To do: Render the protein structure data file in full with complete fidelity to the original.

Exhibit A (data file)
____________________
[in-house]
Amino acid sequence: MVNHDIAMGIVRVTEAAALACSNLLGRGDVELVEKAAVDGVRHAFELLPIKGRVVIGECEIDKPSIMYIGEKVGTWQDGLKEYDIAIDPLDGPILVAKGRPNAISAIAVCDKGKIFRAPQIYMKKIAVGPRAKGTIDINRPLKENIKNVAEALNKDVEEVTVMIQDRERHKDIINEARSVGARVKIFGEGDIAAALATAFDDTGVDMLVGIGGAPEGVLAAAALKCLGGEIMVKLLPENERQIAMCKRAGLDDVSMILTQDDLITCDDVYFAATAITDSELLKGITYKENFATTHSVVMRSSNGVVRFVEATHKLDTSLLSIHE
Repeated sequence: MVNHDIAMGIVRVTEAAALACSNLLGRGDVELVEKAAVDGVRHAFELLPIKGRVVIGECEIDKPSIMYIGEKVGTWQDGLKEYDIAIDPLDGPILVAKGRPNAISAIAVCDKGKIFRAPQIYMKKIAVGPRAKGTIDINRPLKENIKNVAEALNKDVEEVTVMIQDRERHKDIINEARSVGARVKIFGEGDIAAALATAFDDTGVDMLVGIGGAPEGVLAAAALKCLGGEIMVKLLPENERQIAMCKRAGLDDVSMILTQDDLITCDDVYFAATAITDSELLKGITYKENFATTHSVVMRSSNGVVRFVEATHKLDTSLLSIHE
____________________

[in-house]
Amino acid sequence: MVNHDIAMGIVRVTEAAALACSNLLGRGDVELVEKAAVDGVRHAFELLPIKGRVVIGECEIDKPSIMYIGEKVGTWQDGLKEYDIAIDPLDGPILVAKGRPNAISAIAVCDKGKIFRAPQIYMKKIAVGPRAKGTIDINRPLKENIKNVAEALNKDVEEVTVMIQDRERHKDIINEARSVGARVKIFGEGDIAAALATAFDDTGVDMLVGIGGAPEGVLAAAALKCLGGEIMVKLLPENERQIAMCKRAGLDDVSMILTQDDLITCDDVYFAATAITDSELLKGITYKENFATTHSVVMRSSNGVVRFVEATHKLDTSLLSIHE
Repeated sequence: MVNHDIAMGIVRVTEAAALACSNLLGRGDVELVEKAAVDGVRHAFELLPIKGRVVIGECEIDKPSIMYIGEKVGTWQDGLKEYDIAIDPLDGPILVAKGRPNAISAIAVCDKGKIFRAPQIYMKKIAVGPRAKGTIDINRPLKENIKNVAEALNKDVEEVTVMIQDRERHKDIINEARSVGARVKIFGEGDIAAALATAFDDTGVDMLVGIGGAPEGVLAAAALKCLGGEIMVKLLPENERQIAMCKRAGLDDVSMILTQDDLITCDDVYFAATAITDSELLKGITYKENFATTHSVVMRSSNGVVRFVEATHKLDTSLLSIHE